Art in Print

A glowing tribute to Alexei Jawlensky at the Neue Galerie, New York

 

 

 wrote an article about Alexei Jawlensky's life and his latest retrospective on view at the Neue Galerie in New York. 

 

She reminds the readers that Jawlensky helped found the Blaue Reiter, communed with Kandinsky, conducted an apparently polyamorous love life, navigated several avant-gardes and innumerable artistic phases, and witnessed two world wars. He also produced the bejewelled collection of paintings now on display at New York’s Neue Galerie.

 

Via: Financial Times

 

Spirit of revolution: a snapshot of an important period in Russian photography

 

Arkadii Shaiket, Construction of the Moscow Telegraphic Centre, 1928

 

Spirit of revolution: a snapshot of an important period in Russian photography 

As The Royal Academy of Art’s exhibition Revolution: Russian Art 1917-1932 is closing soon, Colin Gleadell takes a closer look at the role of photography in Soviet Russia’s art. He states that while most of the reviews have focused on the paintings, he was struck by the amount of period photography there was in each room, bringing a real-life backdrop to the art works.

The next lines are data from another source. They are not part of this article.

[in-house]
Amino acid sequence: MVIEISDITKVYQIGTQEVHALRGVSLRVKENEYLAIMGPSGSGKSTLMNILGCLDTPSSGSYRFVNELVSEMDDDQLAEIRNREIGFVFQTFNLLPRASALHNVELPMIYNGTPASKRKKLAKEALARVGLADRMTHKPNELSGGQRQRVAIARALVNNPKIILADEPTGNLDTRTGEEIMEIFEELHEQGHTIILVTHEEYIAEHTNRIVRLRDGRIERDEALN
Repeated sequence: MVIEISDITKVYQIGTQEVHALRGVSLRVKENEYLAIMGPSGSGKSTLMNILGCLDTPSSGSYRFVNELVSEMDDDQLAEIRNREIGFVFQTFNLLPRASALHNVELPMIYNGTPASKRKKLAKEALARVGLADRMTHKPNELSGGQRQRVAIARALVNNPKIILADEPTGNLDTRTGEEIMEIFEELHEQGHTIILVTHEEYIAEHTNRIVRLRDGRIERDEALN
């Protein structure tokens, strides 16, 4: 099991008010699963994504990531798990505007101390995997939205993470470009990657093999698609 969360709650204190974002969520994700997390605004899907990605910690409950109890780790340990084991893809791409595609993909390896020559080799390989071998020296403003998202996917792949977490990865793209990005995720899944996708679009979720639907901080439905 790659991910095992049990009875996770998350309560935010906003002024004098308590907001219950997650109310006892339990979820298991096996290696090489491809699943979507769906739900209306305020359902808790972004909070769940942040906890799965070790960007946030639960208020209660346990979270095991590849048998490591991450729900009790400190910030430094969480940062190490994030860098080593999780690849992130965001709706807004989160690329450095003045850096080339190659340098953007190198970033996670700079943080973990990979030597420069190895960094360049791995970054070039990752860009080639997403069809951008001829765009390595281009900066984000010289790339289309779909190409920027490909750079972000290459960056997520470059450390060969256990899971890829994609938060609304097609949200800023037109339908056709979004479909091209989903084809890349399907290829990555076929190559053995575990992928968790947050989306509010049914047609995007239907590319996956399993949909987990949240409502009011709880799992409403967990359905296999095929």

Nearly 25 per cent of the exhibits at the RA are photographs, and, while most of the paintings are lent by Russian museums because they had been commissioned initially by the State; the photographs, which would also have been commissioned by government agencies, have all been lent by Alex Lachmann, a Russian born former art dealer from Cologne, who is now an art adviser and collector with over 1,000 early 20th century Russian and German photographs.

 

Via: The Telegraph

 

Review of Mat Collishaw's exhibition at the Blain Southern Gallery

Mat Collishaw

 

Eddy Frankel in today’s TimeOut reviews the latest Mat Collishaw’s exhibition entitled The Centrifugal Soul that runs at the Blain Southern Gallery until 27th May.

He calls the main installation a living, physical cinema, and notices that it is mesmerising, hallucinatory; and in time turning this grandiose display into a nauseating, uncomfortable visual experience. According to Frankel the feeling you get is that Collishaw is a man struggling: accepting his own vanity, but not knowing how to change it, trying to grasp at a sense of his self, but constantly losing his grip. Most people just go on a yoga retreat or buy a Ferrari, but this is a much more aesthetic way of dealing with a crisis. 

 

Via: TimeOut